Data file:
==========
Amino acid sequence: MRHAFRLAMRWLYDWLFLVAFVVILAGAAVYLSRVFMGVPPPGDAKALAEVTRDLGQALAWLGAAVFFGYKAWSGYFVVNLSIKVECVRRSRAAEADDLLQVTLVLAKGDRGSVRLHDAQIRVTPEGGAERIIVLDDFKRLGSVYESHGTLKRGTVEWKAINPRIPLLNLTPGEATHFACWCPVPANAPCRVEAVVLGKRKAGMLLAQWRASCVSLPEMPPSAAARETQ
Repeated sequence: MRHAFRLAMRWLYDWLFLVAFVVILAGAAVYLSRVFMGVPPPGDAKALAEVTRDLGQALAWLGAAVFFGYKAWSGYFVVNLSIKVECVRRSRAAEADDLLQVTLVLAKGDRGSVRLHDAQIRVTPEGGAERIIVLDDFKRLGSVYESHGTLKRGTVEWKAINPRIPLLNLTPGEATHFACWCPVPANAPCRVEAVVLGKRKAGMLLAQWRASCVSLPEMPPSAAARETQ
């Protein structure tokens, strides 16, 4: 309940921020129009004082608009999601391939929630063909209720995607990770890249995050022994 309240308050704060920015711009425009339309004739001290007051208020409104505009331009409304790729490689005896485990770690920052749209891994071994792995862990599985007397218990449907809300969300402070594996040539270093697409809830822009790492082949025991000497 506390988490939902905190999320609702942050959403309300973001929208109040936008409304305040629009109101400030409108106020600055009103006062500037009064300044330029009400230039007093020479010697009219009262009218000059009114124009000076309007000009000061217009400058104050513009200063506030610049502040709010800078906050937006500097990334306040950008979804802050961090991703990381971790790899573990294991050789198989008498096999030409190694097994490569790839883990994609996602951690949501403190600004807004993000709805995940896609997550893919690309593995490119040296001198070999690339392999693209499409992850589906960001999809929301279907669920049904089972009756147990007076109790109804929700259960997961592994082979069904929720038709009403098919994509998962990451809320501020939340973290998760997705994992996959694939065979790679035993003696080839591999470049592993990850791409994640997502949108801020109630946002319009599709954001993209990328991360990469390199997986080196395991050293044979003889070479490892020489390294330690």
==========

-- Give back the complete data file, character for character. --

Amino acid sequence: MRHAFRLAMRWLYDWLFLVAFVVILAGAAVYLSRVFMGVPPPGDAKALAEVTRDLGQALAWLGAAVFFGYKAWSGYFVVNLSIKVECVRRSRAAEADDLLQVTLVLAKGDRGSVRLHDAQIRVTPEGGAERIIVLDDFKRLGSVYESHGTLKRGTVEWKAINPRIPLLNLTPGEATHFACWCPVPANAPCRVEAVVLGKRKAGMLLAQWRASCVSLPEMPPSAAARETQ
Repeated sequence: MRHAFRLAMRWLYDWLFLVAFVVILAGAAVYLSRVFMGVPPPGDAKALAEVTRDLGQALAWLGAAVFFGYKAWSGYFVVNLSIKVECVRRSRAAEADDLLQVTLVLAKGDRGSVRLHDAQIRVTPEGGAERIIVLDDFKRLGSVYESHGTLKRGTVEWKAINPRIPLLNLTPGEATHFACWCPVPANAPCRVEAVVLGKRKAGMLLAQWRASCVSLPEMPPSAAARETQ
């Protein structure tokens, strides 16, 4: 309940921020129009004082608009999601391939929630063909209720995607990770890249995050022994 309240308050704060920015711009425009339309004739001290007051208020409104505009331009409304790729490689005896485990770690920052749209891994071994792995862990599985007397218990449907809300969300402070594996040539270093697409809830822009790492082949025991000497 506390988490939902905190999320609702942050959403309300973001929208109040936008409304305040629009109101400030409108106020600055009103006062500037009064300044330029009400230039007093020479010697009219009262009218000059009114124009000076309007000009000061217009400058104050513009200063506030610049502040709010800078906050937006500097990334306040950008979804802050961090991703990381971790790899573990294991050789198989008498096999030409190694097994490569790839883990994609996602951690949501403190600004807004993000709805995940896609997550893919690309593995490119040296001198070999690339392999693209499409992850589906960001999809929301279907669920049904089972009756147990007076109790109804929700259960997961592994082979069904929720038709009403098919994509998962990451809320501020939340973290998760997705994992996959694939065979790679035993003696080839591999470049592993990850791409994640997502949108801020109630946002319009599709954001993209990328991360990469390199997986080196395991050293044979003889070479490892020489390294330690």